(Reuters) - An earthquake with a magnitude of 5.9 struck on the coast of Alaska early on Friday, shaking people awake in the state capital city of Juneau but causing little, if any, damage, officials said.
"We don't think there is any damage, though it was felt in Juneau," said Jessica Turner, a geophysicist at the National Earthquake Information Center, which is part of the U.S. Geological Survey (USGS).
Local police also said there were no immediate damage reports. The USGS said the quake's epicenter was 81 kilometers, or 50 miles, west of Gustavus, Alaska, and was 10 kilometers, or 6 miles, deep. It was about 158 kilometers, or 98 miles, west of Juneau. The quake hit at 2:54 a.m. and was the largest of a series early Friday in the region. Aftershocks are likely to occur throughout the day, Turner said.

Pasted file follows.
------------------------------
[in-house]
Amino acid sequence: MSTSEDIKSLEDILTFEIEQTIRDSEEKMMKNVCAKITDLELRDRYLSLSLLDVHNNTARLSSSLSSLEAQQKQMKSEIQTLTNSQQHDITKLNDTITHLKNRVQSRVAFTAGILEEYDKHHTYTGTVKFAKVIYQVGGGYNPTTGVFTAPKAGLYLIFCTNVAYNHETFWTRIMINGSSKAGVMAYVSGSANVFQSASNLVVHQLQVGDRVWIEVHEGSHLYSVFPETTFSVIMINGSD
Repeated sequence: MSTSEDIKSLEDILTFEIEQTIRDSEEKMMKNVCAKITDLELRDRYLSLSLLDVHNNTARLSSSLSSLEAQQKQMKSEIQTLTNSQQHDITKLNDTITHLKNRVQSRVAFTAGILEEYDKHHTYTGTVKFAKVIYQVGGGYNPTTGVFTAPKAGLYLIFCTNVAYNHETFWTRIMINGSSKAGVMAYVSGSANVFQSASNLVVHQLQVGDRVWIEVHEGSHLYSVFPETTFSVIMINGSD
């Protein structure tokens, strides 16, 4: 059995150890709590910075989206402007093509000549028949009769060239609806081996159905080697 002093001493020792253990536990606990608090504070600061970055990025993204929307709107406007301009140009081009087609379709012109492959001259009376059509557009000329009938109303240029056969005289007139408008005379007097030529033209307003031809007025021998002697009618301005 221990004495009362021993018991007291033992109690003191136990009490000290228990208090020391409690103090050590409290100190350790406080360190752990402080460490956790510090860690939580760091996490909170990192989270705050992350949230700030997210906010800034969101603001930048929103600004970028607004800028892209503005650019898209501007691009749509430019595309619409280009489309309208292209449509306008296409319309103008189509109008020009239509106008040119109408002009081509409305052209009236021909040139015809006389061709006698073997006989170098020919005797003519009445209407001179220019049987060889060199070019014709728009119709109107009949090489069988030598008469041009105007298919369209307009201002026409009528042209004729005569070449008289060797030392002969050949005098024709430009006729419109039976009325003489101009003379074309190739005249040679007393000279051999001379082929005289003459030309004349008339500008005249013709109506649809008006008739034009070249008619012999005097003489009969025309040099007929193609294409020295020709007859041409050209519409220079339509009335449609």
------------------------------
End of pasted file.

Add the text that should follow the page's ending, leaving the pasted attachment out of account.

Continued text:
The quake was first reported as 6.1 but updated information put the magnitude at a 5.9 magnitude, Turner said. "We are still getting data in," she said.
There have been 13 earthquakes in Alaska in the last 24 hours, she said. The 5.9 quake was the largest.